If there is one thing we can learn from the recent ‘cold snap’, as it has been very inappropriately called, it’s that we really need to lighten up and sometimes just go with the flow. (If you had some major drama like a bad fall, a burst pipe or a crashed car then, fair enough, you have a license for a bit of gripe. However if you’ve just been a bit inconvenienced and chilly you have no excuse.) I am particularly allergic to the reports of how much it has cost the country in terms of productivity. What is the point of such a depressing calculation? We can’t get the time back, it’s gone forever; the milk is spilled/horse has bolted/use your own cliché. One analyst sounded quite orgasmic as he informed that we could have lost up to 500million euro due to absenteeism! Another report assures us that it will ‘cost the taxpayer’ in overtime, gritting expenses and damage. Everything ‘costs the taxpayer’. We’re paying through the nose for banks and politicians so what difference does a few thousand tonnes of grit, petrol for the snow plough and more pot hole repair really make?
The main problem is that Irish people are born with the indigenous Anti-Weather Extremes gene. We like a nice balance in temperature and anything out of the ordinary just upsets us. It’s rather strange considering we are also a country totally obsessed with weather. Indeed many a good conversation has revolved around the elements and walking away from some people you would be forgiven for believing that if it wasn’t for the weather you would have absolutely nothing to say to them, ever! When it comes to extreme weather, no matter how often it happens in a given century, we are always caught unawares and laughed at by nations who deal with it all the time. The grit supplies will arrive at the end of January and some will even invest in snow tyres and other related stuff but it will be far too late. The snow will have melted and when it happens again in another 10 years we’ll be back to square one. By then we will have forgotten the lessons of this experience and the chaos will ensue all over again. We have the same difficulties when we hit those really hot patches the odd summer. People die of the heat, things melt and cause problems and farmers complain of the drought.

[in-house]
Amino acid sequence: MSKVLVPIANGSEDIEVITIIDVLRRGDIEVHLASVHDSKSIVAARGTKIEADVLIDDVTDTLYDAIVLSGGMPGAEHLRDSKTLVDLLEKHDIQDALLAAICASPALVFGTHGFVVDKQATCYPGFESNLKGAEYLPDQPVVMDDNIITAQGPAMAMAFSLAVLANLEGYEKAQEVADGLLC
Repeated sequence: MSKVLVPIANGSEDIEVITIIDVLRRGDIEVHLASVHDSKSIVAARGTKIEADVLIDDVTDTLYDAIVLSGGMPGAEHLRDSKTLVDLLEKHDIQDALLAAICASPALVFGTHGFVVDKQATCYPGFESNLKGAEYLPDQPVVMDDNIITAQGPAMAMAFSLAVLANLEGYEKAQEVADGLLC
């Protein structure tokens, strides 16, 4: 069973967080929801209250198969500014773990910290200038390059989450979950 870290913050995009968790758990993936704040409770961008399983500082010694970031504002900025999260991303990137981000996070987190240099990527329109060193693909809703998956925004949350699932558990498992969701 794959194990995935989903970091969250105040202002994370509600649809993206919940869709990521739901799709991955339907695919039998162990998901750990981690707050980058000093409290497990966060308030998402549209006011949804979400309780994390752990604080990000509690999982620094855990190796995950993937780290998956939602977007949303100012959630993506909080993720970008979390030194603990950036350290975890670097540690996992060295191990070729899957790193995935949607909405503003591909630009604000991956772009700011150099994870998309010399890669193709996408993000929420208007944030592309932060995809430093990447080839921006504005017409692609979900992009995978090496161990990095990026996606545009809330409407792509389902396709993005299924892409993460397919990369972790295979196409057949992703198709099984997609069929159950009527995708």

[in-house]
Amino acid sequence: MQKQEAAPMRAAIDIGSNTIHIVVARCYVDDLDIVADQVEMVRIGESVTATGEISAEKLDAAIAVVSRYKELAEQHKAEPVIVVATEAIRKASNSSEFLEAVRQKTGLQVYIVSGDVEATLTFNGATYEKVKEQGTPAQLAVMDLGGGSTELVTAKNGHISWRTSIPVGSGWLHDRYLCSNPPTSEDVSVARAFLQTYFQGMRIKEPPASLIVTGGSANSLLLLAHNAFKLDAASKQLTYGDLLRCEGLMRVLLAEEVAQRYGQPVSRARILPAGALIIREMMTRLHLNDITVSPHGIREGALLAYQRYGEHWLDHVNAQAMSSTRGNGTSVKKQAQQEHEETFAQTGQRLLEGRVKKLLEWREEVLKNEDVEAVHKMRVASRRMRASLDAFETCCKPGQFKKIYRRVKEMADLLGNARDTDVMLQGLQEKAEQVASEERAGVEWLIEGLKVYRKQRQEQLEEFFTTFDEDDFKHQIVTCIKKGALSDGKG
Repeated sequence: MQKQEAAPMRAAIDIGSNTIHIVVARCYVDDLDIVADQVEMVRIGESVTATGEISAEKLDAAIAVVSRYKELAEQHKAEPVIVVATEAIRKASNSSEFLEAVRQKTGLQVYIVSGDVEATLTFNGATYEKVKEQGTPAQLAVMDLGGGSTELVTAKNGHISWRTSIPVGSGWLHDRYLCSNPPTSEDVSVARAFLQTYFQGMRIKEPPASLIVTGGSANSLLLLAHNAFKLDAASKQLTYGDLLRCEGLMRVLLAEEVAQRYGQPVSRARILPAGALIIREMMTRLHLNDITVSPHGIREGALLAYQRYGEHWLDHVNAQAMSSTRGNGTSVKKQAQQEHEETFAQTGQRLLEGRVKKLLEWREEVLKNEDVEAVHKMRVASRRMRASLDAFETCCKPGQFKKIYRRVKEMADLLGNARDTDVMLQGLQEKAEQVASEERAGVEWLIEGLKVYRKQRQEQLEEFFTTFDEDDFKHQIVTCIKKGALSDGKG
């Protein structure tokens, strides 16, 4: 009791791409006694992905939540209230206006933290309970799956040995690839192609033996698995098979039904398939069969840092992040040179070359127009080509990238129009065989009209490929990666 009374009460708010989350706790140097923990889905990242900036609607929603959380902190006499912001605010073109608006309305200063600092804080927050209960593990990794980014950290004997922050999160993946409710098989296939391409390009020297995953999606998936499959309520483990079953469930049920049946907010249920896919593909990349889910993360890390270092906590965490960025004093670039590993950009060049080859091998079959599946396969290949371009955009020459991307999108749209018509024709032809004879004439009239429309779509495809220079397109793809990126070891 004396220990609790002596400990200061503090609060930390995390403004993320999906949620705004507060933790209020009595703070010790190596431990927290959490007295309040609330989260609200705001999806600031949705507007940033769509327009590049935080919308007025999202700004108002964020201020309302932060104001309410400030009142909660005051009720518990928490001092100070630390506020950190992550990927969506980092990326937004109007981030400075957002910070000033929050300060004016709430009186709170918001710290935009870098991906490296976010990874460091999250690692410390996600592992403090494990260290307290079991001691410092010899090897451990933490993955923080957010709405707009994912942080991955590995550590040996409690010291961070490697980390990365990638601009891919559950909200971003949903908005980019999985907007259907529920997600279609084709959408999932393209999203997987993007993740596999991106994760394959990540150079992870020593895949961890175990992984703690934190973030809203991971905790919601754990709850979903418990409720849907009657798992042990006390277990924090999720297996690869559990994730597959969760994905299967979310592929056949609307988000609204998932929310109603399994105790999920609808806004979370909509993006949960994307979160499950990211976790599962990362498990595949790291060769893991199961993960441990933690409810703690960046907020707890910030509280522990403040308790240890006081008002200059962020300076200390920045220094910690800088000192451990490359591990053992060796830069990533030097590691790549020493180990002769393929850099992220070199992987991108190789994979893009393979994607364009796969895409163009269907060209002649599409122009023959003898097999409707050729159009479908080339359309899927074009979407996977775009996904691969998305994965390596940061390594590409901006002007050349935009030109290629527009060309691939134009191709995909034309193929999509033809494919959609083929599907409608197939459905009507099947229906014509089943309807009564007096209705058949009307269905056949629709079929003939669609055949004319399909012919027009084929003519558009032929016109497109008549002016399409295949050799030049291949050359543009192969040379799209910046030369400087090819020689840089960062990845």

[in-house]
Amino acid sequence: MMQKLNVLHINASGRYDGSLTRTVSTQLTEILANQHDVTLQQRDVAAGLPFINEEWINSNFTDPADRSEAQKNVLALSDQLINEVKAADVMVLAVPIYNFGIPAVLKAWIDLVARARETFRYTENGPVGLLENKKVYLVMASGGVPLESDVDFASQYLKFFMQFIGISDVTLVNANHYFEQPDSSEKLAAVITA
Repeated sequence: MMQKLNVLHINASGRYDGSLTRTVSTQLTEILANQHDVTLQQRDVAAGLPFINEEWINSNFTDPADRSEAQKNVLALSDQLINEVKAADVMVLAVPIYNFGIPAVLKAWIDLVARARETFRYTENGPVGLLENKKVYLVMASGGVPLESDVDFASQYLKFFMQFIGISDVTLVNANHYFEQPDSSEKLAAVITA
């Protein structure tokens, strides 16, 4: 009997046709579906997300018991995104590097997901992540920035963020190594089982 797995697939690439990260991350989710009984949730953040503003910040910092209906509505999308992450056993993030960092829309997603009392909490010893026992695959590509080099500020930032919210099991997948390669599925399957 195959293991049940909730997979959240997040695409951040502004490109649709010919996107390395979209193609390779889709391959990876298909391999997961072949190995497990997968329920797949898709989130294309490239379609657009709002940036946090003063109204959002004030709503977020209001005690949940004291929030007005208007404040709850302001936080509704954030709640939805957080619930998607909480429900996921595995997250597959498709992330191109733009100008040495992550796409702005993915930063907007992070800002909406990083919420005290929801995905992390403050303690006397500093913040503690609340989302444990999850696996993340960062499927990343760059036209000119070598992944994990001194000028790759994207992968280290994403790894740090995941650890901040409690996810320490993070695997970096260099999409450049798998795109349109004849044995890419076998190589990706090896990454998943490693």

Too hot or too cold, we don’t have the mentality for it, the clothes for it or the true grit needed to get through it without some kind of break down. The madness manifests in many ways. I had one friend who telephoned me last week to declare angrily, “I’m just sick of it now. Enough is enough”, as if it was a case of just switching it off or if God was indeed listening he would be suitably admonished and not send anymore. We also happily lose complete sense of style. I went to the supermarket over the weekend looking like a demented pixie in my little hat that sat too high on my head, my oversized scarf, mismatched coat and ugly flat boots. No one looked twice and I cared less; I was warm. Then there is the very distracting giddy window obsession. Snow has a particularly poor effect on the Irish psyche, immediately reducing mental age within seconds. Grown adults constantly find themselves at windows with a million exciting questions: will it land, will it stay, is it still snowing, can I really not go to work? We constantly implore others in the household to come and “look”. It is never that different to the previous time you called everyone to “look”, ten minutes previously. Maybe it’s the fact that everyone’s garden looks fabulous in the snow. We listen incessantly to the weather forecasts on radio and TV. While it is the same warning repeated on every bulletin, by listening to it six times in a row then the weather in our minds becomes six times worse than it actually is! This then impacts our thinking and it leads to the mad shopping. While in Tesco on Saturday I watched as trolleys were filled to the brim and siege mentality took over. The vegetable section had gaping empty holes where full crates of produce had once resided and the entire chicken section of the chill cabinet was bare, bar 4 lonely chickens. People were setting themselves up for months indoors, not one or two days of hard weather. Let’s face it -3 or -4 degrees is practically tropical in some countries where they have real winters. 10 cm of snow for a few days would be considered bikini weather in parts of Sweden, America and Canada.
Knickers in a twist
Then there were the calls for the government to ‘do something’. We lambasted Noel Dempsey for not being here and not doing anything then we had a go at Batt O’Keeffe for being here and doing something! To save confusion he declared three days off school across the land and in return many parents got their knickers in a twist and lost the plot over childcare. I thought it was an education system, not a babysitting service! Lighten up for God’s sake. Instead of griping they could have just taken the kids out, built a snowman, threw some snowballs and had some fun. On your deathbed you won’t be sorry about the work days you missed and you might just be glad that the family will remember you for the fun snow sculpture you all built during the ‘cold snap’ in January 2010. We should have taken pictures of ourselves in our mismatched clothing and chunky layers as we slipped and skidded our way around. When things get tough during the year we can whip them out and at least have something to laugh about. As the book says, don’t sweat the small stuff, and it’s all small stuff. Lighten up.